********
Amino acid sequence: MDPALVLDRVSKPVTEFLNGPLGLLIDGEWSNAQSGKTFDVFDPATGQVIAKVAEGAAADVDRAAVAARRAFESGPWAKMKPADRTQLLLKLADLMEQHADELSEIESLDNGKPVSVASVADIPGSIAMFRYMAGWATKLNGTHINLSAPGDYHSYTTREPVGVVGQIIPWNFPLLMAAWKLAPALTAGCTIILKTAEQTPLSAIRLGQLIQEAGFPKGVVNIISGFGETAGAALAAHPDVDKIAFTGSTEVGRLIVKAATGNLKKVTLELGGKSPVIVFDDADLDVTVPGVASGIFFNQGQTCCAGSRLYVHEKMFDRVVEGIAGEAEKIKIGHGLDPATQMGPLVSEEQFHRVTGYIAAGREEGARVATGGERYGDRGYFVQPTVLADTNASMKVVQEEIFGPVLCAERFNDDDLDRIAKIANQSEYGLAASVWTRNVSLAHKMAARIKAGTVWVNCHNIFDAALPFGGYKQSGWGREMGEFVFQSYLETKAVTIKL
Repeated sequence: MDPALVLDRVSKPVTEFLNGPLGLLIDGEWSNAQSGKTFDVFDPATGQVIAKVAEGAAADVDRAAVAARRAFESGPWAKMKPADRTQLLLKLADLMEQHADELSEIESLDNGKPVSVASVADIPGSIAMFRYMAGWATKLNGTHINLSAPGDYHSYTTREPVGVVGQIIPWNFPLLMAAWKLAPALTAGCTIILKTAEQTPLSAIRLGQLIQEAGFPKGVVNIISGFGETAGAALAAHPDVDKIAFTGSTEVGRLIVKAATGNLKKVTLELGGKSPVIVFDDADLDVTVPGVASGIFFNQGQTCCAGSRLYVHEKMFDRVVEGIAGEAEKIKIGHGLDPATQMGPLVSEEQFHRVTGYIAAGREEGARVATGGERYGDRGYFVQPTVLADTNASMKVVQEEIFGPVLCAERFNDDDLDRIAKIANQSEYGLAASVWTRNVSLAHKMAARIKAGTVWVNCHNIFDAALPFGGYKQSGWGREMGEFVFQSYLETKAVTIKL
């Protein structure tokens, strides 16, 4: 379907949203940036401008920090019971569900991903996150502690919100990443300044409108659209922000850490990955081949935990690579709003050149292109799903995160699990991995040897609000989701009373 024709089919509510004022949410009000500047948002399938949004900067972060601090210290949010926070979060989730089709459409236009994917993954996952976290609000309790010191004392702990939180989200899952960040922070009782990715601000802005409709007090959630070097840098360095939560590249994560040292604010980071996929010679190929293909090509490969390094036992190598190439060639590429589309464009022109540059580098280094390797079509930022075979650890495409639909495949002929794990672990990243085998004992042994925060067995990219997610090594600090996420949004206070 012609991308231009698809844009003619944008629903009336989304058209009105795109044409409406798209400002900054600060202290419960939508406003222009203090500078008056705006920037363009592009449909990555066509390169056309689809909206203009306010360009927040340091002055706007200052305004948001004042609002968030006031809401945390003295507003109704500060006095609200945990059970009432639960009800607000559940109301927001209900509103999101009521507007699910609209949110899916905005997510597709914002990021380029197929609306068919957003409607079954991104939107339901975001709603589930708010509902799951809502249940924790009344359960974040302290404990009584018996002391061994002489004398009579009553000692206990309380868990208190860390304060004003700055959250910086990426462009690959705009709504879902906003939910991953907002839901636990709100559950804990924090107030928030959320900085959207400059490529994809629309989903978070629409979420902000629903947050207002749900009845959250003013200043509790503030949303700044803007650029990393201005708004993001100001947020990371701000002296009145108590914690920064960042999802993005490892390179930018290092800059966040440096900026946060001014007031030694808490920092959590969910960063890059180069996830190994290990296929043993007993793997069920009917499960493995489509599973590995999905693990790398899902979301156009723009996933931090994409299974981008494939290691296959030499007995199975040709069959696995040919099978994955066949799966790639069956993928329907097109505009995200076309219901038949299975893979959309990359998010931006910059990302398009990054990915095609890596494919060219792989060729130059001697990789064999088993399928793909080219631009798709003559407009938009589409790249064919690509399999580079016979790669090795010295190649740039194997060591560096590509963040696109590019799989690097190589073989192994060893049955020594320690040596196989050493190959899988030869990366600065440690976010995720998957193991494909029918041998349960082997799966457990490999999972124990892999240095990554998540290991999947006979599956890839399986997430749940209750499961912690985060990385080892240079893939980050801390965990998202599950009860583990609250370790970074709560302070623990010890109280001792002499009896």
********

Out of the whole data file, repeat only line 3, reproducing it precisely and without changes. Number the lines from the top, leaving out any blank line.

């Protein structure tokens, strides 16, 4: 379907949203940036401008920090019971569900991903996150502690919100990443300044409108659209922000850490990955081949935990690579709003050149292109799903995160699990991995040897609000989701009373 024709089919509510004022949410009000500047948002399938949004900067972060601090210290949010926070979060989730089709459409236009994917993954996952976290609000309790010191004392702990939180989200899952960040922070009782990715601000802005409709007090959630070097840098360095939560590249994560040292604010980071996929010679190929293909090509490969390094036992190598190439060639590429589309464009022109540059580098280094390797079509930022075979650890495409639909495949002929794990672990990243085998004992042994925060067995990219997610090594600090996420949004206070 012609991308231009698809844009003619944008629903009336989304058209009105795109044409409406798209400002900054600060202290419960939508406003222009203090500078008056705006920037363009592009449909990555066509390169056309689809909206203009306010360009927040340091002055706007200052305004948001004042609002968030006031809401945390003295507003109704500060006095609200945990059970009432639960009800607000559940109301927001209900509103999101009521507007699910609209949110899916905005997510597709914002990021380029197929609306068919957003409607079954991104939107339901975001709603589930708010509902799951809502249940924790009344359960974040302290404990009584018996002391061994002489004398009579009553000692206990309380868990208190860390304060004003700055959250910086990426462009690959705009709504879902906003939910991953907002839901636990709100559950804990924090107030928030959320900085959207400059490529994809629309989903978070629409979420902000629903947050207002749900009845959250003013200043509790503030949303700044803007650029990393201005708004993001100001947020990371701000002296009145108590914690920064960042999802993005490892390179930018290092800059966040440096900026946060001014007031030694808490920092959590969910960063890059180069996830190994290990296929043993007993793997069920009917499960493995489509599973590995999905693990790398899902979301156009723009996933931090994409299974981008494939290691296959030499007995199975040709069959696995040919099978994955066949799966790639069956993928329907097109505009995200076309219901038949299975893979959309990359998010931006910059990302398009990054990915095609890596494919060219792989060729130059001697990789064999088993399928793909080219631009798709003559407009938009589409790249064919690509399999580079016979790669090795010295190649740039194997060591560096590509963040696109590019799989690097190589073989192994060893049955020594320690040596196989050493190959899988030869990366600065440690976010995720998957193991494909029918041998349960082997799966457990490999999972124990892999240095990554998540290991999947006979599956890839399986997430749940209750499961912690985060990385080892240079893939980050801390965990998202599950009860583990609250370790970074709560302070623990010890109280001792002499009896």